Impatient after Mugabe ouster, Zimbabwe soldiers to get houses: report

An armoured personnel carrier stations by an intersection as Zimbabwean soldiers regulate traffic in Harare on November 15, 2017. Zimbabwe's military appeared to be in control of the country on November 15 as generals denied staging a coup but used state television to vow to target "criminals" close to President Mugabe. / AFP PHOTO / Jekesai NJIKIZANA (Photo credit should read JEKESAI NJIKIZANA/AFP/Getty Images)

Harare – President Emmerson Mnangagwa’s government plans to build houses for soldiers in a bid to ensure their loyalty in the face of poor pay and working conditions, a report says.

Some unranked soldiers have written to their commanders demanding a “share of the spoils” after last November’s military operation that ousted Robert Mugabe as president. He had been in power for 37 years.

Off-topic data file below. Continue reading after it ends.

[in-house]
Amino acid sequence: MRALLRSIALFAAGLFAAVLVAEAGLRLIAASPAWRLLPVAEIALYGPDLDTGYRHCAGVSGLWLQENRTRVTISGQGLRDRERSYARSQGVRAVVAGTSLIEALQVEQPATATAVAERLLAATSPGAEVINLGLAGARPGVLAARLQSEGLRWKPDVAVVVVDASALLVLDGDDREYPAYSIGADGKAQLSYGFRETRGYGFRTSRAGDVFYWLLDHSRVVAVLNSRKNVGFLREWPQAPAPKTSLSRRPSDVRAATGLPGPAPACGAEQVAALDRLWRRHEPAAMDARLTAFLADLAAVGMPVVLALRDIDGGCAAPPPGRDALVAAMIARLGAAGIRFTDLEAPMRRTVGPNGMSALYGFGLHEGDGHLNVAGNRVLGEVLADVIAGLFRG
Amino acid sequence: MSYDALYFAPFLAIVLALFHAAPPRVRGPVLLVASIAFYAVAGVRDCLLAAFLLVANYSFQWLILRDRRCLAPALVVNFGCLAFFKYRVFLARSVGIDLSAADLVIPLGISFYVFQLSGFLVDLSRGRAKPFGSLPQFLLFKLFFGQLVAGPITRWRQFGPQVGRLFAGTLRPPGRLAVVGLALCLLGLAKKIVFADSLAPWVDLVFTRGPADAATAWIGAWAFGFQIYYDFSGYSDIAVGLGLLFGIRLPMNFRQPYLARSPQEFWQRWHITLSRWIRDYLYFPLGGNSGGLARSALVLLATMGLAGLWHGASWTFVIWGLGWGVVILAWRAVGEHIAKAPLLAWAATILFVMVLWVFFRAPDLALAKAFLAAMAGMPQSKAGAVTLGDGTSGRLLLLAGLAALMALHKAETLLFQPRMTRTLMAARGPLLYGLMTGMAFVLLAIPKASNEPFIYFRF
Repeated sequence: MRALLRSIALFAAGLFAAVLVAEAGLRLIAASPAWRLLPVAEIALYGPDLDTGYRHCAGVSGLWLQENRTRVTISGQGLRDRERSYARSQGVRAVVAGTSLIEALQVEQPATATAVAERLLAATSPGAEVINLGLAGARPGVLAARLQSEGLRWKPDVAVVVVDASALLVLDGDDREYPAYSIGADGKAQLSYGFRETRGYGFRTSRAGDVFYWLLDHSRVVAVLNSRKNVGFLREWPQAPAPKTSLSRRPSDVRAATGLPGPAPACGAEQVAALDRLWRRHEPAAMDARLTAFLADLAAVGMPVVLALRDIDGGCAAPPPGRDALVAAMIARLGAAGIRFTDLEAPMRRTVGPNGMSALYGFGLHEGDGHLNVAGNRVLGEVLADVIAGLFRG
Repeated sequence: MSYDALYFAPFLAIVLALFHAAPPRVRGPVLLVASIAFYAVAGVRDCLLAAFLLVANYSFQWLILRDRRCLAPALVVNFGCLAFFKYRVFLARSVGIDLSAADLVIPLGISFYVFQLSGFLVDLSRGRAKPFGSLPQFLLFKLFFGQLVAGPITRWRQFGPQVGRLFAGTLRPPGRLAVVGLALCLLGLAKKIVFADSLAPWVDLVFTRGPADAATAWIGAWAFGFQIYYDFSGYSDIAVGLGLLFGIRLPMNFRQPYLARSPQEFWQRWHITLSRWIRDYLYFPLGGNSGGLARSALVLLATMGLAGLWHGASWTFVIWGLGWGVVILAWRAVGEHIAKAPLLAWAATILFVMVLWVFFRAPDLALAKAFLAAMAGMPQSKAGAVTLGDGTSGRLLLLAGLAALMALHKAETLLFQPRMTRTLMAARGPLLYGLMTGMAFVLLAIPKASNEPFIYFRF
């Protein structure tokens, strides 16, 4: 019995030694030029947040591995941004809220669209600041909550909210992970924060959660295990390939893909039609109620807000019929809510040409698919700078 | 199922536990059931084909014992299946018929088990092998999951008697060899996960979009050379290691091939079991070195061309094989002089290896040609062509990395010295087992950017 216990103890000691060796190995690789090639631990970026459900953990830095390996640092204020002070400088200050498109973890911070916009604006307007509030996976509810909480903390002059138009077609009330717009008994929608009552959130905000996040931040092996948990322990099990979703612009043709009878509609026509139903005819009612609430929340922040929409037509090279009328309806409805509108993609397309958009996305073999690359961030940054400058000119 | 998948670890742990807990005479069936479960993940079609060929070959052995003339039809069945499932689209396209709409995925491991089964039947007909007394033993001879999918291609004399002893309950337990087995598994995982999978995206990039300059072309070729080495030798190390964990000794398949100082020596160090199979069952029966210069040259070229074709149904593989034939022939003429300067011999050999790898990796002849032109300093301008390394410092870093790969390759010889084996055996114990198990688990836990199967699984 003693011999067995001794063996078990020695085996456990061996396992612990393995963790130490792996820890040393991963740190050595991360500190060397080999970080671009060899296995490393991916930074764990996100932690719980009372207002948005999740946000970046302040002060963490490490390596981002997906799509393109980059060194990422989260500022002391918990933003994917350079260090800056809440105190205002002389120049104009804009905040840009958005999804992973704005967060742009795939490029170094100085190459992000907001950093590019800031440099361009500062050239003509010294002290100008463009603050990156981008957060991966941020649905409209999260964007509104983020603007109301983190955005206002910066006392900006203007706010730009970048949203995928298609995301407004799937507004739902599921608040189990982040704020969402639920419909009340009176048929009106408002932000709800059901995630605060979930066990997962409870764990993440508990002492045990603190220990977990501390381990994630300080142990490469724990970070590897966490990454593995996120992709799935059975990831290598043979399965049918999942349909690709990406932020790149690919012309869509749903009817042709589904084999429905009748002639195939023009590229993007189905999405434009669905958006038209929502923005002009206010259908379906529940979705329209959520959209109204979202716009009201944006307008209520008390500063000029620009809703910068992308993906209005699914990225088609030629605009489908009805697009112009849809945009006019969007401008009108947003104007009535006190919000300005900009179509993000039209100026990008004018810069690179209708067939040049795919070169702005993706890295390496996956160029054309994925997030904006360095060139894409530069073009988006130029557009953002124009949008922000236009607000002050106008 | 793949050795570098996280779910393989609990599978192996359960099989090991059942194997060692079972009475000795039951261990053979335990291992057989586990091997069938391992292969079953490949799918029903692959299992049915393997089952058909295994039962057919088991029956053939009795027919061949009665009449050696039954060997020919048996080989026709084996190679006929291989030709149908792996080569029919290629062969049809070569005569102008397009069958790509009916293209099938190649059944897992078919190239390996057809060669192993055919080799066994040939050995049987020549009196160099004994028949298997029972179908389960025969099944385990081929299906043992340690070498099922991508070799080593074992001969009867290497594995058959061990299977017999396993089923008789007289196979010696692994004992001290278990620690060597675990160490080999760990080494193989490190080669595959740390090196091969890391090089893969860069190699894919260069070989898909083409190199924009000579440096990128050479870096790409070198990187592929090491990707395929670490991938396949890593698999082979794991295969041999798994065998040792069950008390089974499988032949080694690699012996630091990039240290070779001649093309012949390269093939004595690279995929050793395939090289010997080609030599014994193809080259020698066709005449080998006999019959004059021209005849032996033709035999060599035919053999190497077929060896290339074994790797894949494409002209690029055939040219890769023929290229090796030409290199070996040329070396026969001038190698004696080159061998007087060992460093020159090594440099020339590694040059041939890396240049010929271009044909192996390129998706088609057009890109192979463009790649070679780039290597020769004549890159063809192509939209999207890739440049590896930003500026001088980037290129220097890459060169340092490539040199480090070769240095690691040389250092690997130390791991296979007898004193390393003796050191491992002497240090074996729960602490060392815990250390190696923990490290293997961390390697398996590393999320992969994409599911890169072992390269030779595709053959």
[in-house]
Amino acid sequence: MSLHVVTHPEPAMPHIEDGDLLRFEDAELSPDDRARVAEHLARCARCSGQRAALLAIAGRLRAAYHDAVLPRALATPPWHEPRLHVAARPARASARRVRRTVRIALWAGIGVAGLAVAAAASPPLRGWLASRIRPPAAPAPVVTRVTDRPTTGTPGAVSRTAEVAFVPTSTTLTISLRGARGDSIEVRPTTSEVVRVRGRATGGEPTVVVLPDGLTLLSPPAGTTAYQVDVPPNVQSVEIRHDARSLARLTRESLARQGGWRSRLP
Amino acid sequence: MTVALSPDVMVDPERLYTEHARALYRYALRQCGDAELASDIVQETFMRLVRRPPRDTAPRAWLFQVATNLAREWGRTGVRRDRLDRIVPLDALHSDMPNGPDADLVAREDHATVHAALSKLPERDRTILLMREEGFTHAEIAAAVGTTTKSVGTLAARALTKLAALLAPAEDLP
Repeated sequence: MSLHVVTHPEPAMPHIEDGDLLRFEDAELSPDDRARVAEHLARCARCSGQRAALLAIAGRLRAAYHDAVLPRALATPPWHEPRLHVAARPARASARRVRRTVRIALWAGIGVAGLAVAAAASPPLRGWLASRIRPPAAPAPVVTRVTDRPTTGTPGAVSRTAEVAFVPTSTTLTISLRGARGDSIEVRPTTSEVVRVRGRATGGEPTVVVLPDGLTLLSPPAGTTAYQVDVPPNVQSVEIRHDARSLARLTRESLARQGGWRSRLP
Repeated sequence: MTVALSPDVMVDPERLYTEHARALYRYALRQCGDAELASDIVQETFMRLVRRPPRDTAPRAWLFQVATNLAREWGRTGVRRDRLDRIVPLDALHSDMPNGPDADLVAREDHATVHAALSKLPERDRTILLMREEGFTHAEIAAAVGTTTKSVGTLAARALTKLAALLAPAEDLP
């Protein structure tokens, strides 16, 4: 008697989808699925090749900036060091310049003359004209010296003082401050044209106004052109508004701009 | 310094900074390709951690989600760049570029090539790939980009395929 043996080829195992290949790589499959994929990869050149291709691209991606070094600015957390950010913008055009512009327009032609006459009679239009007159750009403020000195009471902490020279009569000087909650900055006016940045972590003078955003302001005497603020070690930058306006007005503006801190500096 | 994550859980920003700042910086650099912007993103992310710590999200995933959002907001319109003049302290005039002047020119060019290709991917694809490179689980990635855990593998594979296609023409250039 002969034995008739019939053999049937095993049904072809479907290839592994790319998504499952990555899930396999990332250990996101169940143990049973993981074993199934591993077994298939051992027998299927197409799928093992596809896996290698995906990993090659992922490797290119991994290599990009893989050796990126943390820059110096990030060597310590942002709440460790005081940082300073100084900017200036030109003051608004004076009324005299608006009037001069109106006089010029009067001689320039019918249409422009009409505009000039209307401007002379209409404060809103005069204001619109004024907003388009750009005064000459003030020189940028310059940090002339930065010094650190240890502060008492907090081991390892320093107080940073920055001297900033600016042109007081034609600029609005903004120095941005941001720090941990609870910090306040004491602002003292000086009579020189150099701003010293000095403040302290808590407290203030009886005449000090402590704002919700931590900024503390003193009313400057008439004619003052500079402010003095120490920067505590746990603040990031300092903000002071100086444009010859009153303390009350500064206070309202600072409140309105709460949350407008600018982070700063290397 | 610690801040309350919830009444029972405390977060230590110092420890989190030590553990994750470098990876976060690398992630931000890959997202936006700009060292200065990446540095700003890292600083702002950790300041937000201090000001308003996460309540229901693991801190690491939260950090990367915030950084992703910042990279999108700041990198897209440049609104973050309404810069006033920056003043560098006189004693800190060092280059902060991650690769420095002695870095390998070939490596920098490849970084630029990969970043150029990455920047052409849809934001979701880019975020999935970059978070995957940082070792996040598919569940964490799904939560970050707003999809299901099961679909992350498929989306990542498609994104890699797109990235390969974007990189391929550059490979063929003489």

The new government plans to partner with a local building society to build at least 20 000 low-income housing units for the troops, a source told the Zimbabwe Independent.

“Ultimately the project should yield 60 000 houses for all other security personnel, which means the army, police and other security services,” the source said.

“Commanders are taking seriously things like anonymous letters written to them. The soldiers who wrote the letters are demanding to also be rewarded for carrying out Operation Restore Legacy which led to Mugabe’s removal.

“They want a fair share of the spoils. They think that only the top brass benefitted from (the operation) through promotions, associated remuneration and perks,” the source added.

Civil servants, including 40 000 soldiers, are still waiting for their 2017 bonuses. Soldiers and members of the air force are expected to get theirs this month.

After the ouster of Mugabe, key commanders were promoted into government. Among them, Defence Forces Commander Constantino Chiwenga became vice president, while Air Force Commander Perrance Shiri became agriculture minister.